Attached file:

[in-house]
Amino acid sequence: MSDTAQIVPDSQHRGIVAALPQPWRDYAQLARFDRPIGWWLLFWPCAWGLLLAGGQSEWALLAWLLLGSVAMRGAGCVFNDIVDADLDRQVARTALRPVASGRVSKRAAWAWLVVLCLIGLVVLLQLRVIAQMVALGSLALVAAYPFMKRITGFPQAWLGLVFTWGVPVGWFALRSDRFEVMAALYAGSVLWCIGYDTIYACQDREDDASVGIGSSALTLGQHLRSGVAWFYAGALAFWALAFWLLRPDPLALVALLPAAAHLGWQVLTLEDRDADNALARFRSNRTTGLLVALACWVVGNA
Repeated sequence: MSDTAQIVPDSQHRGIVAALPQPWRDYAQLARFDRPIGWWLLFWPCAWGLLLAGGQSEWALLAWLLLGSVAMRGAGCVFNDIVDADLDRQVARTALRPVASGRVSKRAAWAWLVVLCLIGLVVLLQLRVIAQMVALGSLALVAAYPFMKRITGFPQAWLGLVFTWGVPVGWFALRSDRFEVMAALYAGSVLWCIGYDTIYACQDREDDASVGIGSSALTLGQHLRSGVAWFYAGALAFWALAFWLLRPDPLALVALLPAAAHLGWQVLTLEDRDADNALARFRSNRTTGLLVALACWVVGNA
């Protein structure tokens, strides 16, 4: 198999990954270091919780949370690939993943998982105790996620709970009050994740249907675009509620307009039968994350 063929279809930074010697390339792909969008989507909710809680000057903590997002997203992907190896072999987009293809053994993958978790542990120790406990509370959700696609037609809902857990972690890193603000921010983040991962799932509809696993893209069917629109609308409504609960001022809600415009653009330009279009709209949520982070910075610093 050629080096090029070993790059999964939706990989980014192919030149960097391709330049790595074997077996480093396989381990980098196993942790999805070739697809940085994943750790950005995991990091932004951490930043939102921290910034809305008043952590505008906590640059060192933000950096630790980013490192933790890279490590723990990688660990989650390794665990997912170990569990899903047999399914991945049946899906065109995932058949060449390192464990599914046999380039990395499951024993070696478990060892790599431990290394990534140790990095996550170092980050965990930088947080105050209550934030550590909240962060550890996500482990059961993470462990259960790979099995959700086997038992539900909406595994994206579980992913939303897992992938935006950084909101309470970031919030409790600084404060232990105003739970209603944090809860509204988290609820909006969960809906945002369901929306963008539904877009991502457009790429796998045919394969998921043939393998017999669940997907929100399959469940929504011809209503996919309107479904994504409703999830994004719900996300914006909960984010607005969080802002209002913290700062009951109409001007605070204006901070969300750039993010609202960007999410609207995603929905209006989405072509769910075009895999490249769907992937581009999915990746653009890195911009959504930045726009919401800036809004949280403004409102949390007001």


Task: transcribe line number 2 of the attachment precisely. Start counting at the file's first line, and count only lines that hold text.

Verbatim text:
Amino acid sequence: MSDTAQIVPDSQHRGIVAALPQPWRDYAQLARFDRPIGWWLLFWPCAWGLLLAGGQSEWALLAWLLLGSVAMRGAGCVFNDIVDADLDRQVARTALRPVASGRVSKRAAWAWLVVLCLIGLVVLLQLRVIAQMVALGSLALVAAYPFMKRITGFPQAWLGLVFTWGVPVGWFALRSDRFEVMAALYAGSVLWCIGYDTIYACQDREDDASVGIGSSALTLGQHLRSGVAWFYAGALAFWALAFWLLRPDPLALVALLPAAAHLGWQVLTLEDRDADNALARFRSNRTTGLLVALACWVVGNA